Sustained Improvements in Plasma ACTH and Clinical Status in a Patient With Nelson's Syndrome Treated With Pasireotide LAR, a Multireceptor Somatostatin Analog. journal of clinical endocrinology & metabolism Katznelson, L. 2013; 98 (5): 1803-1807


Context: Nelson's syndrome refers to aggressive pituitary corticotroph adenoma growth after bilateral adrenalectomy for treatment of Cushing's disease (CD). Pasireotide, a novel somatostatin analog, has been effective in treating CD. Here, the first case report of a patient with Nelson's syndrome treated with pasireotide is presented. Case Presentation: A 55-year-old female was diagnosed with CD in 1973 at age 15 years and underwent bilateral adrenalectomy 1 year later. She subsequently developed Nelson's syndrome and underwent multiple surgeries and radiotherapy for adenoma growth. After presentation with ocular pain, third cranial nerve palsy, and a finding of suprasellar tumor enlargement with hemorrhage, she began pasireotide long-acting release 60 mg/28 days im. At baseline, fasting plasma ACTH was 42 710 pg/mL (normal, 5-27 pg/mL), and fasting plasma glucose was 98 mg/dL. After 1 month, ACTH declined to 4272 pg/mL, and it has remained stable over 19 months of follow-up. Hyperpigmentation progressively improved. Magnetic resonance imaging scans show reduction in the suprasellar component. Fasting plasma glucose increased to 124 mg/dL, and the patient underwent diabetes management. Evidence Acquisition and Synthesis: In this clinical case seminar, the current understanding of the treatment of Nelson's syndrome and the use of pasireotide in CD are summarized. Conclusion: A case of Nelson's syndrome with clinically significant and dramatic biochemical and clinical responses to pasireotide administration is reported. Hyperglycemia was noted after pasireotide administration. Pasireotide may represent a useful tool in the medical management of Nelson's syndrome. Further study of the potential benefits and risks of pasireotide in this population is necessary.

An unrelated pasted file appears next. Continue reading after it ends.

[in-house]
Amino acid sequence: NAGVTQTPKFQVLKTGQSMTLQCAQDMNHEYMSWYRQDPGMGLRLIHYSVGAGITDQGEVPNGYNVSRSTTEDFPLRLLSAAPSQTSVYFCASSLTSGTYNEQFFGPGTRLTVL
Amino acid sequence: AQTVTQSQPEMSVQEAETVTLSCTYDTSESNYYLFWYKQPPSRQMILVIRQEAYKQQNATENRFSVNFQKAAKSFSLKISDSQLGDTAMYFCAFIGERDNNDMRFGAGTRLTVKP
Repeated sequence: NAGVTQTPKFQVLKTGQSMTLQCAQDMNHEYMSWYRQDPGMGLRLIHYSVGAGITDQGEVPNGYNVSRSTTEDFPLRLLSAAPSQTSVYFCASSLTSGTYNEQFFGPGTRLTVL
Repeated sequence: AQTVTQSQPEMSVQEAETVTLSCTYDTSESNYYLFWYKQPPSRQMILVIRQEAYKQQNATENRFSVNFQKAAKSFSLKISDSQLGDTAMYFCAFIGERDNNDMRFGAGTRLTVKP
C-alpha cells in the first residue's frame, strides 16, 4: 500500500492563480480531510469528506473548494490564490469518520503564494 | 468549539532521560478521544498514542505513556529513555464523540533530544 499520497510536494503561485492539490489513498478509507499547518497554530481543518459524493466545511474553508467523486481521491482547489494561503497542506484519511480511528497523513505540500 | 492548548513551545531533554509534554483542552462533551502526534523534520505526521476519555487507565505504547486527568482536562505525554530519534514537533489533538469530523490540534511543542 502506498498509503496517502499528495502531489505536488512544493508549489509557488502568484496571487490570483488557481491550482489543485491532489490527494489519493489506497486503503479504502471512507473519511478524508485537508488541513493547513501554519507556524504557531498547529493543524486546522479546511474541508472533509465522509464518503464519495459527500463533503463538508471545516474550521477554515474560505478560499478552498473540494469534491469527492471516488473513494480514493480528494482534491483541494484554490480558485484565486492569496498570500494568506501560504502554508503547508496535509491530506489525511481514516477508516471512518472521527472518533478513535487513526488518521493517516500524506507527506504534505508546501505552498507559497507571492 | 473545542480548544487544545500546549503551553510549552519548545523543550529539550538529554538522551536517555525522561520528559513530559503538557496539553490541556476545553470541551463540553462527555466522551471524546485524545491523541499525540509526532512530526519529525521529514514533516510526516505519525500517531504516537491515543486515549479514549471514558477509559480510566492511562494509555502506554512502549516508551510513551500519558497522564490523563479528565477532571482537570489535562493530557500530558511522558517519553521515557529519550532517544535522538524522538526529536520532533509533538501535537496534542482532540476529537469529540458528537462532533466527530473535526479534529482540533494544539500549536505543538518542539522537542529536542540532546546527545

View details for DOI 10.1210/jc.2013-1497

View details for PubMedID 23539733